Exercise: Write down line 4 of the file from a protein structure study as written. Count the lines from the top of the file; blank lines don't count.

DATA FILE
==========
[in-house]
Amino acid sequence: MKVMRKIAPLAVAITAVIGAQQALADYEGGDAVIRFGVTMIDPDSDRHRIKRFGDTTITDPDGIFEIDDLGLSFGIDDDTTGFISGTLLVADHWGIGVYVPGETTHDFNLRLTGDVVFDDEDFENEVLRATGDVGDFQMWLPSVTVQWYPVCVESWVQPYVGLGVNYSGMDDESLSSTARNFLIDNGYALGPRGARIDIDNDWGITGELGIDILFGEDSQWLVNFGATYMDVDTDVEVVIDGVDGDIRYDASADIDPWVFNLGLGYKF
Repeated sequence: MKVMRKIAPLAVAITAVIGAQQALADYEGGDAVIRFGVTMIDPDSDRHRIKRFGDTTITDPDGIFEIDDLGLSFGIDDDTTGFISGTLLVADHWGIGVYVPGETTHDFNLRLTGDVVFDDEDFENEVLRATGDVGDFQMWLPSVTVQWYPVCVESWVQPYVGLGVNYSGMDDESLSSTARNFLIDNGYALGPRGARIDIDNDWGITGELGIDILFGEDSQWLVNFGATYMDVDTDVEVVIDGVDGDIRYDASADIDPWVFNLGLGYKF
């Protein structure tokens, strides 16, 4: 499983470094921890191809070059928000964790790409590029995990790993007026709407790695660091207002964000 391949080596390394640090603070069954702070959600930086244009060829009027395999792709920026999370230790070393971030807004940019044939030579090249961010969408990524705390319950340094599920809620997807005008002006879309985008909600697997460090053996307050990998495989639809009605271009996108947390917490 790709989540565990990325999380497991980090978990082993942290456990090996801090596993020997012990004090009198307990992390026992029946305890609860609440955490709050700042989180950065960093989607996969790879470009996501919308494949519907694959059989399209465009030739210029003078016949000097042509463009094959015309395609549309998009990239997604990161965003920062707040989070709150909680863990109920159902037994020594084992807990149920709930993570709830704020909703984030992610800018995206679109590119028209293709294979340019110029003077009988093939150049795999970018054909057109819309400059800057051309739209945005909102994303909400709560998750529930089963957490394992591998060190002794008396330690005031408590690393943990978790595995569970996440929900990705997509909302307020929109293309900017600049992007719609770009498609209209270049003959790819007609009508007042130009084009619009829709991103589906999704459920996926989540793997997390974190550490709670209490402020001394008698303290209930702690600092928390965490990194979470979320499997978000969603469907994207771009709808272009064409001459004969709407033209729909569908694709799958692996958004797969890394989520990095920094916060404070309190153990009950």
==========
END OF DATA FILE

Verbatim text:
């Protein structure tokens, strides 16, 4: 499983470094921890191809070059928000964790790409590029995990790993007026709407790695660091207002964000 391949080596390394640090603070069954702070959600930086244009060829009027395999792709920026999370230790070393971030807004940019044939030579090249961010969408990524705390319950340094599920809620997807005008002006879309985008909600697997460090053996307050990998495989639809009605271009996108947390917490 790709989540565990990325999380497991980090978990082993942290456990090996801090596993020997012990004090009198307990992390026992029946305890609860609440955490709050700042989180950065960093989607996969790879470009996501919308494949519907694959059989399209465009030739210029003078016949000097042509463009094959015309395609549309998009990239997604990161965003920062707040989070709150909680863990109920159902037994020594084992807990149920709930993570709830704020909703984030992610800018995206679109590119028209293709294979340019110029003077009988093939150049795999970018054909057109819309400059800057051309739209945005909102994303909400709560998750529930089963957490394992591998060190002794008396330690005031408590690393943990978790595995569970996440929900990705997509909302307020929109293309900017600049992007719609770009498609209209270049003959790819007609009508007042130009084009619009829709991103589906999704459920996926989540793997997390974190550490709670209490402020001394008698303290209930702690600092928390965490990194979470979320499997978000969603469907994207771009709808272009064409001459004969709407033209729909569908694709799958692996958004797969890394989520990095920094916060404070309190153990009950």